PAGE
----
Similar results were found in a separate study of “green” certified homes in Portland. New homes in that region sold for 18 percent more while existing-homes with a certification sold for 23 percent more compared to non-green homes, according to Earth Advantage Institute, which pulled data from the Portland area Regional Multiple Listing Service of homes sold from 2009 to 2010.
While more buyers are expressing an interest in “green” energy efficient materials in homes, they’re finding that going “green” can be expensive. For example, solar water heating systems can cost between $1,500 to $3,500 and solar panels upwards to $15,000. (It’s important to note that cheaper “green” alternatives for your home exist that can still offer savings to your utility bills, such as changing out your light bulbs to compact fluorescent light bulbs can reduce electricity costs.)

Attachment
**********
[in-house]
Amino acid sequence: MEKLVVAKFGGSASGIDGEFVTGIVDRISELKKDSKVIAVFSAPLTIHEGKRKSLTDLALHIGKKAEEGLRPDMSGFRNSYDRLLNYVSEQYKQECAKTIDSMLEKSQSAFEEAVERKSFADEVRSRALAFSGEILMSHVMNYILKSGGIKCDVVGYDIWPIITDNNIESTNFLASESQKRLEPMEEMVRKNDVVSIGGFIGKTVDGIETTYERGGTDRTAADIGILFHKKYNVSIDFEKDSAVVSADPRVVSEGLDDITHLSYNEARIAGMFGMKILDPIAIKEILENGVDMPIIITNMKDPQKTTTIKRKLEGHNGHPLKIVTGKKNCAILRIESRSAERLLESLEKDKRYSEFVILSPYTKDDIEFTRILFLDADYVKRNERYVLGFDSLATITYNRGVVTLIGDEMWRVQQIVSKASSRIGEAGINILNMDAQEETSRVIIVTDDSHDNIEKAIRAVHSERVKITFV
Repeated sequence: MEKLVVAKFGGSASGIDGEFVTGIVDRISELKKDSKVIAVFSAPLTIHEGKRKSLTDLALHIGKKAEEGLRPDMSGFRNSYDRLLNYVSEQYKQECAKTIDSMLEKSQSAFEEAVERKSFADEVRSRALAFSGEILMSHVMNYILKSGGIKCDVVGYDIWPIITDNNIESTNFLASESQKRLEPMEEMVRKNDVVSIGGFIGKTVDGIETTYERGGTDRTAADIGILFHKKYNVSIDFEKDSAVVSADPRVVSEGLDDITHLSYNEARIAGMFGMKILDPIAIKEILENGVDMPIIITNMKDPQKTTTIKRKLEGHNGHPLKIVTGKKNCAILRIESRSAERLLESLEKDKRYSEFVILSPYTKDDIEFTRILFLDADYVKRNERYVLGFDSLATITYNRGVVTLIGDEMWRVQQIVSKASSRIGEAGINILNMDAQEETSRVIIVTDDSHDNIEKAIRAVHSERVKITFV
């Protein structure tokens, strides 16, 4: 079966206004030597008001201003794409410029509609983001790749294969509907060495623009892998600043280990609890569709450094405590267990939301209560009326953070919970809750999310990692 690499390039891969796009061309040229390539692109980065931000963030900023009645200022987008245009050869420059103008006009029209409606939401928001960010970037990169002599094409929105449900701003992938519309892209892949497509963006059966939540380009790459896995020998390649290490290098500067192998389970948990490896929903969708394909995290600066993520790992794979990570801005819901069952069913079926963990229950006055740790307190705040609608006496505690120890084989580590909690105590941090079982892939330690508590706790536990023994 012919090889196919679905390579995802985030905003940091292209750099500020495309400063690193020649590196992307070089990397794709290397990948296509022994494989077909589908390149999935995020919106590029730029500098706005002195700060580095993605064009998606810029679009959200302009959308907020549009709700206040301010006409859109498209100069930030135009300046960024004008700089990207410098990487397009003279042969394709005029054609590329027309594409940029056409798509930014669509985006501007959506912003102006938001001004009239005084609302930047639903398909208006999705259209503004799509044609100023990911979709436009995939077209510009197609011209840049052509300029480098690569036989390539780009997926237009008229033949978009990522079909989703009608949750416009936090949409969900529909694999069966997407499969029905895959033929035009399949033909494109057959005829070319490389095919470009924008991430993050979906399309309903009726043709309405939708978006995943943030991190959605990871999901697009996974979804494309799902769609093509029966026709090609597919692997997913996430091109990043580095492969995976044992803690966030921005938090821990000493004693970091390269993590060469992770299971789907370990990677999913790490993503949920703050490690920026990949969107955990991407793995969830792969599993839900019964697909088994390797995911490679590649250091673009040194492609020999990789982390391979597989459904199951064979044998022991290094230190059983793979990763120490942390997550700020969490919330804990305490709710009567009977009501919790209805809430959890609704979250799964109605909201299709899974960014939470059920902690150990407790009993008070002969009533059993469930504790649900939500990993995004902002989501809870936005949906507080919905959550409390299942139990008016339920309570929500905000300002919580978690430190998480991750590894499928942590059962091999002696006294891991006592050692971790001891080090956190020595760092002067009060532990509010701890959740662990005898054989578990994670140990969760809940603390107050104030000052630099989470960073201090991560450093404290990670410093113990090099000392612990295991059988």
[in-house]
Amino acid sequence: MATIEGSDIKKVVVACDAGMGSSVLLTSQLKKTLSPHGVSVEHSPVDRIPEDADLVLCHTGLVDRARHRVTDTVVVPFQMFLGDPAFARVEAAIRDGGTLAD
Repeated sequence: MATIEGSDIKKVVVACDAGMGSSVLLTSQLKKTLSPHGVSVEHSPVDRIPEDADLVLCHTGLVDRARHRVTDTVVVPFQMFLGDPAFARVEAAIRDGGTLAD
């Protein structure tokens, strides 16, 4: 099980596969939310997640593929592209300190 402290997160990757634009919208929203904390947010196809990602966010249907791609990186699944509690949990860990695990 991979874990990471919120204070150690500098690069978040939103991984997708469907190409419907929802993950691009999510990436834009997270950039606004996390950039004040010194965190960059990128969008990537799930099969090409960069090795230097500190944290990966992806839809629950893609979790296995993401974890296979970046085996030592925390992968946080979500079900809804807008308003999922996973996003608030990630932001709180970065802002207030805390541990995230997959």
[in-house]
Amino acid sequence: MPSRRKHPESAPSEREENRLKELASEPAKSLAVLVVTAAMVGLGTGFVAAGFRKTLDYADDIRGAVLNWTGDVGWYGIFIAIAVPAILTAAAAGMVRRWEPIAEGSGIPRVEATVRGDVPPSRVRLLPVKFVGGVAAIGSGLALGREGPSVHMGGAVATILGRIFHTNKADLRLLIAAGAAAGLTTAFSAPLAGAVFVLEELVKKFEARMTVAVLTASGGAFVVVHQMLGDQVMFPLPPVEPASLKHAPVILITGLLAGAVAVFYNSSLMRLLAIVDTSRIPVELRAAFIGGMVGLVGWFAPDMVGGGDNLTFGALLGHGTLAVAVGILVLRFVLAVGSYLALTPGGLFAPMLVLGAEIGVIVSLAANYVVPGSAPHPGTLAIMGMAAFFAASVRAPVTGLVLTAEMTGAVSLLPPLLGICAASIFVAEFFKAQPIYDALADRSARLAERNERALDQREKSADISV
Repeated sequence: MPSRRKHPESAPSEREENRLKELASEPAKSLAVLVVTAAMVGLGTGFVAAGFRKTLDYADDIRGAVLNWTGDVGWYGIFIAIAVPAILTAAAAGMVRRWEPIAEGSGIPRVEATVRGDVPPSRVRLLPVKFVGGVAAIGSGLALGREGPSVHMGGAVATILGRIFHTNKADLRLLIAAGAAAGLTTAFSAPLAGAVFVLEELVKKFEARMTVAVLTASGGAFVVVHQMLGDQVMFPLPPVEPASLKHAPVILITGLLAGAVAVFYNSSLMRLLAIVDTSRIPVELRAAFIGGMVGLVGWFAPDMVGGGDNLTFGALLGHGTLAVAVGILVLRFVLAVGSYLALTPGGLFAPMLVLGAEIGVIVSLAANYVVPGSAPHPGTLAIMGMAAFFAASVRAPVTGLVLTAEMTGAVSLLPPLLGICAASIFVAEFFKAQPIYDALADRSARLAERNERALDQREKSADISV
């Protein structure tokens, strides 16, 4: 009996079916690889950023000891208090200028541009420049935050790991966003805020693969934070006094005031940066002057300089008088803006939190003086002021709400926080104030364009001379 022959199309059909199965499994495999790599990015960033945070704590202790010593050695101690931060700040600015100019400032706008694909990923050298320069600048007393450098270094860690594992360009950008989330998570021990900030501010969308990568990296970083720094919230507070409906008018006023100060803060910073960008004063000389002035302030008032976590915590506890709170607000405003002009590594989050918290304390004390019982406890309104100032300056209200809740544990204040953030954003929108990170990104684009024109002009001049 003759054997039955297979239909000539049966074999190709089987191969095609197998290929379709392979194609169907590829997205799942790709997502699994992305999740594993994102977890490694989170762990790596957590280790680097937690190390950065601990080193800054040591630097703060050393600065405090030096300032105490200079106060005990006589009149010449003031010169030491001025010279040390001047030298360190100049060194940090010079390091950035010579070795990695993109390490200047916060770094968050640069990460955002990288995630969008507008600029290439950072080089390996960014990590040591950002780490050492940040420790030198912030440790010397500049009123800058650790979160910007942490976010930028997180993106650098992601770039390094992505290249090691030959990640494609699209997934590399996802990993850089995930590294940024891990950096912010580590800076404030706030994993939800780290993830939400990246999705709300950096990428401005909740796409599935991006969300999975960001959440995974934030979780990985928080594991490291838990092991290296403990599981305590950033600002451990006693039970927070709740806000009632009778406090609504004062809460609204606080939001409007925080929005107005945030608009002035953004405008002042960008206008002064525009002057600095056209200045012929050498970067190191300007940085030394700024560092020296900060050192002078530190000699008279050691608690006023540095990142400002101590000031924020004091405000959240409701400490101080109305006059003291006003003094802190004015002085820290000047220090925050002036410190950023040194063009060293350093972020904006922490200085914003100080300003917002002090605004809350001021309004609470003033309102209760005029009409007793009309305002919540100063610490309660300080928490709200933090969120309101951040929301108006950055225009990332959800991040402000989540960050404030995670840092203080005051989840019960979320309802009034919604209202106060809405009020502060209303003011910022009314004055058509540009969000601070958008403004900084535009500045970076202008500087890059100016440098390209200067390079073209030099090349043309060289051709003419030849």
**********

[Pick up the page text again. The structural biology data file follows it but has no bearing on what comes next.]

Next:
Some home owners or buyers are turning to Energy Efficient Mortgages or EEMs to curtail the costs of installing green features.
EEMs, which are separate from a regular mortgage but get rolled into your primary mortgage, allow home owners and buyers to get extra money to pay for energy efficient upgrades, such as double-paned windows, tankless water heats, and energy efficient heating and cooling.
To learn more about what EEMs are, how they work, and the different kinds of EEMs, visit Mortgageloan.com’s EEM resource guide at www.mortgageloan.com/environment.